Oprah Winfrey backs out of Russell Simmons sexual assault documentary

Oprah Winfrey has backed out as executive producer of a documentary created to shine a light on sexual assault in the music industry.

The media mogul announced her decision to step away from the project this week, nearly one month after receiving backlash from Russell Simmons, one of the accused assaulters featured in the documentary. She also shared that it will no longer air on Apple TV+.

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"I have decided that I will no longer be executive producer on the untitled Kirby Dick and Amy Ziering documentary and it will not air on Apple TV+," Winfrey said in a statement to Fox News. "First and foremost, I want it to be known that I unequivocally believe and support the women. Their stories deserve to be told and heard. In my opinion, there is more work to be done on the film to illuminate the full scope of what the victims endured, and it has become clear that the filmmakers and I are not aligned in that creative vision.

The statement continued: "Kirby Dick and Amy Ziering are talented filmmakers. I have great respect for their mission but given the filmmakers’ desire to premiere the film at the Sundance Film Festival before I believe it is complete, I feel it’s best to step aside. I will be working with Time’s Up to support the victims and those impacted by abuse and sexual harassment.”

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The documentary features Drew Dixon, who is one of the multiple women who made sexual assault allegations against Simmons, 62. The famed record executive was accused of rape by at least three women in 2017 and adamantly denied the allegations.

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Russell Simmons is seen on March 17, 2018 in Los Angeles. He was accused of rape amid the #MeToo movement.

Russell Simmons is seen on March 17, 2018 in Los Angeles. He was accused of rape amid the #MeToo movement. (Getty)

Simmons penned his own message to Winfrey last month maintaining his innocence, which he reposted again Saturday following the news of Oprah's exit.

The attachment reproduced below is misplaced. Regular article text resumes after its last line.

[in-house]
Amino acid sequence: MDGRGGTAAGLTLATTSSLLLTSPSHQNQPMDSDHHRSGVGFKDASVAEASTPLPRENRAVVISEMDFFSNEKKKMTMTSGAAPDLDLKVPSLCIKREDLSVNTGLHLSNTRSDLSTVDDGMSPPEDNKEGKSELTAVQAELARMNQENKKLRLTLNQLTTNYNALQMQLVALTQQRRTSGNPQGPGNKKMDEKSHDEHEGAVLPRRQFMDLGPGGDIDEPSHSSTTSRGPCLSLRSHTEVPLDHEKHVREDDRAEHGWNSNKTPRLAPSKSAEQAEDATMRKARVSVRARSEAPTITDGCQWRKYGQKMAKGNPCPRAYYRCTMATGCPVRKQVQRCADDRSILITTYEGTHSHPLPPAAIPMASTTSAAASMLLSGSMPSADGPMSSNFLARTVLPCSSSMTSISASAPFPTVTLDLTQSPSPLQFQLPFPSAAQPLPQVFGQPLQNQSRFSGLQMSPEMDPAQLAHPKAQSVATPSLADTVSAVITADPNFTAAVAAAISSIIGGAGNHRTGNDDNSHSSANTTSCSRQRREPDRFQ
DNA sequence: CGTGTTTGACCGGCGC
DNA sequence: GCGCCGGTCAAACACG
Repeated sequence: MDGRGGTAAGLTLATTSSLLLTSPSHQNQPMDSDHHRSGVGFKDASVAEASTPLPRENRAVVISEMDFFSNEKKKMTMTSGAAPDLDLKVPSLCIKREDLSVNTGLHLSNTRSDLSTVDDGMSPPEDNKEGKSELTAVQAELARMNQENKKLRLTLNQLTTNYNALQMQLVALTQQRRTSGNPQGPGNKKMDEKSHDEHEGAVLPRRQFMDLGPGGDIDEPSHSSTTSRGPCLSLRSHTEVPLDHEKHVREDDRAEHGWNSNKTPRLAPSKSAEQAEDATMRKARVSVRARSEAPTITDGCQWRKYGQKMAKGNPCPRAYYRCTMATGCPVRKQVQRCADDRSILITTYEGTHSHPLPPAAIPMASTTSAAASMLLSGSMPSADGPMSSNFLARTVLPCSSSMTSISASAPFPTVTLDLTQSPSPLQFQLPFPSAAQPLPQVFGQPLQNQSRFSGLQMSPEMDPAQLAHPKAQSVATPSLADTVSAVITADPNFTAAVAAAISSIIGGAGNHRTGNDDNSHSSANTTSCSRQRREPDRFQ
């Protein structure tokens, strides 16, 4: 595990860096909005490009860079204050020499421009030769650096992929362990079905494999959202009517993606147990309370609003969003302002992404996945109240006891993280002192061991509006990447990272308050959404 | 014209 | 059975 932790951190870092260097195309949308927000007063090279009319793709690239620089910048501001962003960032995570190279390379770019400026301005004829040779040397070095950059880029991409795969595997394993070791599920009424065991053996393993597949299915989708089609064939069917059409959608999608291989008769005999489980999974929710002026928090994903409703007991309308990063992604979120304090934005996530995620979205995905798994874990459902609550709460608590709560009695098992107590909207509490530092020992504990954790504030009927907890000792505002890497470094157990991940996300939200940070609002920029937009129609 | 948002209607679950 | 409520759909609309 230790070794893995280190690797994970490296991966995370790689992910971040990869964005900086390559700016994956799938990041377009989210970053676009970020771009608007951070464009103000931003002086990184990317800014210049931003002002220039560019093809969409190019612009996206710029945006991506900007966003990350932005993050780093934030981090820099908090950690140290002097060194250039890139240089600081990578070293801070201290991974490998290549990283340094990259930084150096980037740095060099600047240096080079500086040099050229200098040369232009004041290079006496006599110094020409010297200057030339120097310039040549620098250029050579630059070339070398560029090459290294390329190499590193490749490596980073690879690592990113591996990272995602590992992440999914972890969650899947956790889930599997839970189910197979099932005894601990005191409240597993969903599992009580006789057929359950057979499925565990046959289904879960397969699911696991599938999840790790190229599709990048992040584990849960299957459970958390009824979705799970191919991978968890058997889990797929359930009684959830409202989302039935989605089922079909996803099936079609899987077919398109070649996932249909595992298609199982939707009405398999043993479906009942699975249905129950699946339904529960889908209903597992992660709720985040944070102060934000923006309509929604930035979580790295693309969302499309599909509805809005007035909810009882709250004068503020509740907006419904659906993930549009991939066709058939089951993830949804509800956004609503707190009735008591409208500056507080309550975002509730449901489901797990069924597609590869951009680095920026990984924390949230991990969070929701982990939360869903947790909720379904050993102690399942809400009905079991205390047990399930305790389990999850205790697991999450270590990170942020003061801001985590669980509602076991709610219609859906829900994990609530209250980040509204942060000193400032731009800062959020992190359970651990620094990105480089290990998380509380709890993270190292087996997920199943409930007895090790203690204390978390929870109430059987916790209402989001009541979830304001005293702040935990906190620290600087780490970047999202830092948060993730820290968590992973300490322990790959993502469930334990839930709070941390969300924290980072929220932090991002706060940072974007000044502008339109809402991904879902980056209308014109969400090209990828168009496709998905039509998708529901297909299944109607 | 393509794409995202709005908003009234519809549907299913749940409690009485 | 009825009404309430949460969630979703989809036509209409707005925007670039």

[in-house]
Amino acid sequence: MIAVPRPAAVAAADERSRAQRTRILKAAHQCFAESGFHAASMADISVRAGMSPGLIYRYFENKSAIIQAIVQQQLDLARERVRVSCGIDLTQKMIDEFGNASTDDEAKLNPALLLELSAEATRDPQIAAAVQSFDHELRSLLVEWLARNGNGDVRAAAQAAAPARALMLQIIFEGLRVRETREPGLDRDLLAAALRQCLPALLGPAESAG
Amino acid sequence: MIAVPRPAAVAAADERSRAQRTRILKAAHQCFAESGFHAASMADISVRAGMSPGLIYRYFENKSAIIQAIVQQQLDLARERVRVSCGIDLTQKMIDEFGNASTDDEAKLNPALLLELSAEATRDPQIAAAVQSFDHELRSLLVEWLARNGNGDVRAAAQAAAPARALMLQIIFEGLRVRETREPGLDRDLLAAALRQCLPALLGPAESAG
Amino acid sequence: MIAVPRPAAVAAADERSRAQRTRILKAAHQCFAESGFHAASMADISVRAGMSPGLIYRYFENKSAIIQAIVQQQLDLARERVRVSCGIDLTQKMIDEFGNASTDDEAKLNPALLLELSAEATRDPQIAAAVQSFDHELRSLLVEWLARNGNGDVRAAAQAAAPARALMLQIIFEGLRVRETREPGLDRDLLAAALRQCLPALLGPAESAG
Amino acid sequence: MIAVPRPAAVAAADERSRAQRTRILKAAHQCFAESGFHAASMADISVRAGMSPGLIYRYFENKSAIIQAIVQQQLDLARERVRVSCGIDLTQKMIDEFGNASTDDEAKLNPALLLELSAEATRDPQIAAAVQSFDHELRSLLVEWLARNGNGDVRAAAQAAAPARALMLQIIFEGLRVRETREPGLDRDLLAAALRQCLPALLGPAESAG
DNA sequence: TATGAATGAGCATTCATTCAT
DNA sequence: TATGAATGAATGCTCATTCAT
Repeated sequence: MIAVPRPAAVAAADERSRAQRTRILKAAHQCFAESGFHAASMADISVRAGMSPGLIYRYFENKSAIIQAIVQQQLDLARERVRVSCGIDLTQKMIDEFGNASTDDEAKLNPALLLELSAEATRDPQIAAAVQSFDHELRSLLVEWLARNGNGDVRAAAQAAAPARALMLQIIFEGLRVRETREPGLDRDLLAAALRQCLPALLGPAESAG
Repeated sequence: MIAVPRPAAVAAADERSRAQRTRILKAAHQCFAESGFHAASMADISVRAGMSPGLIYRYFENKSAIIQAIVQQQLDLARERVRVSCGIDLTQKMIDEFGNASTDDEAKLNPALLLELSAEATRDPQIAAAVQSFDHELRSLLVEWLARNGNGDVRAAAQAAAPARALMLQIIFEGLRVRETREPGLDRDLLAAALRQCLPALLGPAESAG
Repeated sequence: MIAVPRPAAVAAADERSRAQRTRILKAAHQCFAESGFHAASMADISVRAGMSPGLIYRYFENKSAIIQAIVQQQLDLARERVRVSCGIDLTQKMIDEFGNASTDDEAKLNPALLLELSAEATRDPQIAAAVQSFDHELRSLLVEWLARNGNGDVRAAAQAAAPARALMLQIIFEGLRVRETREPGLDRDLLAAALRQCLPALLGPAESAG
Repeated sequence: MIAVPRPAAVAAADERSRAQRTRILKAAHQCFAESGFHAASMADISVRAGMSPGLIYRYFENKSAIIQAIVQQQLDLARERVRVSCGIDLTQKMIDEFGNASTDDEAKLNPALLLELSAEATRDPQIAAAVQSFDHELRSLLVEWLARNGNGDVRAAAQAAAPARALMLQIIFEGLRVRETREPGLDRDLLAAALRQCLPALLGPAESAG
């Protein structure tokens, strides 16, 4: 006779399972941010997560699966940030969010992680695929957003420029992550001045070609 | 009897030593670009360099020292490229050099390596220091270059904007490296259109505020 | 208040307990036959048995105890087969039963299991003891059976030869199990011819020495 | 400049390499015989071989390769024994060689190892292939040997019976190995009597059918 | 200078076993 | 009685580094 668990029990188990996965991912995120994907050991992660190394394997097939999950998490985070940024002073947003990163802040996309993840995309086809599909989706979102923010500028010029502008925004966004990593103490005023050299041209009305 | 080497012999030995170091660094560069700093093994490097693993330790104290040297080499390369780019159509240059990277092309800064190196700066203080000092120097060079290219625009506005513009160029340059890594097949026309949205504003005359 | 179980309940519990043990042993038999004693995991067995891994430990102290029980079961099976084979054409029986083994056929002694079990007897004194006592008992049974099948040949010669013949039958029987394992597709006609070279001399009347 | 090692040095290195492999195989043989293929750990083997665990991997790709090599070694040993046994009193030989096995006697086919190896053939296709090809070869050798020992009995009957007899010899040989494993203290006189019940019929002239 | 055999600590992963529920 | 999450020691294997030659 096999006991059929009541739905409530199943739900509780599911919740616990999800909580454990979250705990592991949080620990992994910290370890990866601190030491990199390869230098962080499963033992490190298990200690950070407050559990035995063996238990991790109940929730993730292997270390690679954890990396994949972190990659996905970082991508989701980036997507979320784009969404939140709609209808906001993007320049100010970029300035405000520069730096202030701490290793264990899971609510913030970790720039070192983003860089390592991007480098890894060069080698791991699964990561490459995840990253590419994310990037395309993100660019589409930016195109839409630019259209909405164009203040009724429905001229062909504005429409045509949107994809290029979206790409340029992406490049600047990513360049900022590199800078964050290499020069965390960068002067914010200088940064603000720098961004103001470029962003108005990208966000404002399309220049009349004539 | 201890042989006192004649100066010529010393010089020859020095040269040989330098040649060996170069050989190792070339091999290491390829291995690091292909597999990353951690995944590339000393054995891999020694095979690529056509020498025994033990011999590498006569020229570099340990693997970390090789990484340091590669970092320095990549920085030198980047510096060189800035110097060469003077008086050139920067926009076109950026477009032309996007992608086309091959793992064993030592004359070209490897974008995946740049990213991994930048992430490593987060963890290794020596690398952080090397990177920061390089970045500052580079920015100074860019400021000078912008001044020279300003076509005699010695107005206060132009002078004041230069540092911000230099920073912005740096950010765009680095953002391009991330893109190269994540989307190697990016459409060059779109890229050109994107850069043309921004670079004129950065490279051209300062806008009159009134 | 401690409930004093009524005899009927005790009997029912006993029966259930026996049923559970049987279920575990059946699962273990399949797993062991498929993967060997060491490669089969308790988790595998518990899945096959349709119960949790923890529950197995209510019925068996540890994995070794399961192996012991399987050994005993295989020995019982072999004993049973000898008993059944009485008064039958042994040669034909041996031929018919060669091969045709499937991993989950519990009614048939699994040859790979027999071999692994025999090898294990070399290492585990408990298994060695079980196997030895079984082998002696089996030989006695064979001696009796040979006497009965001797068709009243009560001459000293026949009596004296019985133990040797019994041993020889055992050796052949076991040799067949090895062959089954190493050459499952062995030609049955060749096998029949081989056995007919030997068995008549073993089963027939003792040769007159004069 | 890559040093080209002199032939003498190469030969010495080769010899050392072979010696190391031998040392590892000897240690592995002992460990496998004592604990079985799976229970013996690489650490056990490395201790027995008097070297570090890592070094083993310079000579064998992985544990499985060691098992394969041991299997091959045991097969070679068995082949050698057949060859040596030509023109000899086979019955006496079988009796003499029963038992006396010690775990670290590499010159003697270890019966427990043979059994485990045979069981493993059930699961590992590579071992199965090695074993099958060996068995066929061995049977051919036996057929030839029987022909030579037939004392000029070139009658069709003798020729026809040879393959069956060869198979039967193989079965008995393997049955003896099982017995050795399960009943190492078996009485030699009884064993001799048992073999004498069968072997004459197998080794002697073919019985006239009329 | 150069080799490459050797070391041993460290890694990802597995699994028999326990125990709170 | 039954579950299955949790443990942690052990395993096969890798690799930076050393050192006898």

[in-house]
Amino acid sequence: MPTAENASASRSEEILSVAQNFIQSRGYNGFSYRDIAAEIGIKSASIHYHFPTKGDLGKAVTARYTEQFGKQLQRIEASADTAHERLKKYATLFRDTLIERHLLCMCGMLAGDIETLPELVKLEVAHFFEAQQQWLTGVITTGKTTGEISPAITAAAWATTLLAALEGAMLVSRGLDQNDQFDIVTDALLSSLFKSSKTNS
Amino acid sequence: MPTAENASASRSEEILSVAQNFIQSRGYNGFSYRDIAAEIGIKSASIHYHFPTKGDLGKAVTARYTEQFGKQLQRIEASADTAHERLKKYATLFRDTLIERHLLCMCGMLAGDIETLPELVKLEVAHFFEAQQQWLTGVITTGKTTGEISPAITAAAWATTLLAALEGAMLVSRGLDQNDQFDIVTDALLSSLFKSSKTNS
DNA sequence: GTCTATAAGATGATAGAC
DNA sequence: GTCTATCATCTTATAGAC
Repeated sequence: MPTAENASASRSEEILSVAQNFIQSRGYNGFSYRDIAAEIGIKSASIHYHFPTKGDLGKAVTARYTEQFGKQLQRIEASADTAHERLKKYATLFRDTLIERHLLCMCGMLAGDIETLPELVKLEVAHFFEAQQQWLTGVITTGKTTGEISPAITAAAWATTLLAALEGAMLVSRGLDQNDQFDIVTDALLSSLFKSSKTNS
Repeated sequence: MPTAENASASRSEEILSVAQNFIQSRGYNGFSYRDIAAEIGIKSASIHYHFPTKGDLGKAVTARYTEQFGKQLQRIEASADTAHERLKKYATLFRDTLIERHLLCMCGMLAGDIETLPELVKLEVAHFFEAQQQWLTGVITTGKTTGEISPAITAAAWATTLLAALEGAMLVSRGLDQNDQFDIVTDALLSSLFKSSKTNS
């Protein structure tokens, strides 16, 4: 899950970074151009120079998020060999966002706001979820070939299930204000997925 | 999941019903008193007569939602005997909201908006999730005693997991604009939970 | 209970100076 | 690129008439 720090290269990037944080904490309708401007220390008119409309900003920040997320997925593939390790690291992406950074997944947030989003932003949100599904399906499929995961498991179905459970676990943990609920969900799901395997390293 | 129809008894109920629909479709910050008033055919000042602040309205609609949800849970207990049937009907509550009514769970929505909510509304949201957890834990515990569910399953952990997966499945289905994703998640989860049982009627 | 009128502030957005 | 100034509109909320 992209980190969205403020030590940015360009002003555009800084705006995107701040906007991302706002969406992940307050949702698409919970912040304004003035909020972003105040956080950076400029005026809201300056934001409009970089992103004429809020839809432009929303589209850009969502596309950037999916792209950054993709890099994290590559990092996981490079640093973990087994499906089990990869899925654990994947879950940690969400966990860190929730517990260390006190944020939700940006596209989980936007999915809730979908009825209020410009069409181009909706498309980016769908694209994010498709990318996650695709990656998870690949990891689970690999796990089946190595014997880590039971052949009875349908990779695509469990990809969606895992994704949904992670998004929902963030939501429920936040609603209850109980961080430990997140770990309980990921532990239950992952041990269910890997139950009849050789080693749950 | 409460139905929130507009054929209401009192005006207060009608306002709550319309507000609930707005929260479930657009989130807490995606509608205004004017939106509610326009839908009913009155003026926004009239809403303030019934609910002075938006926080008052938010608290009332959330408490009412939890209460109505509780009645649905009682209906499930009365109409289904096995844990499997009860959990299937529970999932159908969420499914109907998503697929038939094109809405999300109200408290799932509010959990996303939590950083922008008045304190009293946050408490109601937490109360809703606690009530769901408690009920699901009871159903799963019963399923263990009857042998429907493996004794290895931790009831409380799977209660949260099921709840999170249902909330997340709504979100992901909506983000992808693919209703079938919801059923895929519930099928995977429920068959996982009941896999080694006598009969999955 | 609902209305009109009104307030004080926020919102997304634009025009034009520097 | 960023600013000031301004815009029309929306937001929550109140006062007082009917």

“Dearest OPRAH, you have been a shining light to my family and my community,” he wrote. “It’s so troubling that you choose to single me out in your recent documentry [sic]. I have already admitted to being a playboy (more appropriately titled today ‘womanizer’) sleeping with and putting myself in more compromising situations than almost any man I know. … So many that some could reinterpret or reimagine a different recollection of the same experiences.”

"I have taken and passed nine 3-hour lie detector tests," he added. "These stories are UNUSABLE."

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Simmons further claimed that he's "never been violent or forced myself on anyone." His statement was backed by rapper 50 Cent, who accused the television icon of producing a project that unfairly targeted black men.

"I don't understand why Oprah is going after black men," 50 Cent, real name Curtis Jackson, wrote on social media. "No Harvey Weinstein, No Epstein, just Micheal [sic] jackson and Russell Simmons this s--t is sad."

Later on, 50 Cent shared another photo on Instagram that was a composite of six men accused of sexual misconduct: Bill Cosby, R. Kelly, Weinstein, Jeffrey Epstein, Kevin Spacey and President Donald Trump.

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50 Cent and Russell Simmons were not happy with Oprah Winfrey last month over the #MeToo inspired documentary about sexual misconduct.

50 Cent and Russell Simmons were not happy with Oprah Winfrey last month over the #MeToo inspired documentary about sexual misconduct. (AP, Reuters, Reuters)

Cosby and R. Kelly have "JAIL" written over their images while the four remaining men -- all of whom are white -- have "WALK” written over them.

Time's Up Foundation president and CEO Tina Tchen reacted to Winfrey's departure in a statement Friday.

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“Time's Up is in full support of the survivors who have spoken out about Russell Simmons. These women are brave. We believe them. We support Oprah Winfrey in maintaining that the victims’ stories deserve to be heard on their own terms. Too often, black women are silenced, disbelieved, or even vilified when they speak out," she wrote on Instagram.

"On top of that, for years, these women have been attacked by powerful forces surrounding Russell Simmons – illustrating how difficult it is to speak out against powerful men. And how important it is for powerful men to be held accountable for their actions. As Oprah made clear in her statement, any decision by her and Apple regarding this documentary does not change the underlying facts.

"We assert Time's Up's unwavering support for these survivors," Tchen wrote. "We are in awe of their courage and strength. We will continue to fight for them, and we will continue to fight for a future where black women are truly heard and believed.”

Fox News' Jessica Napoli contributed to this report.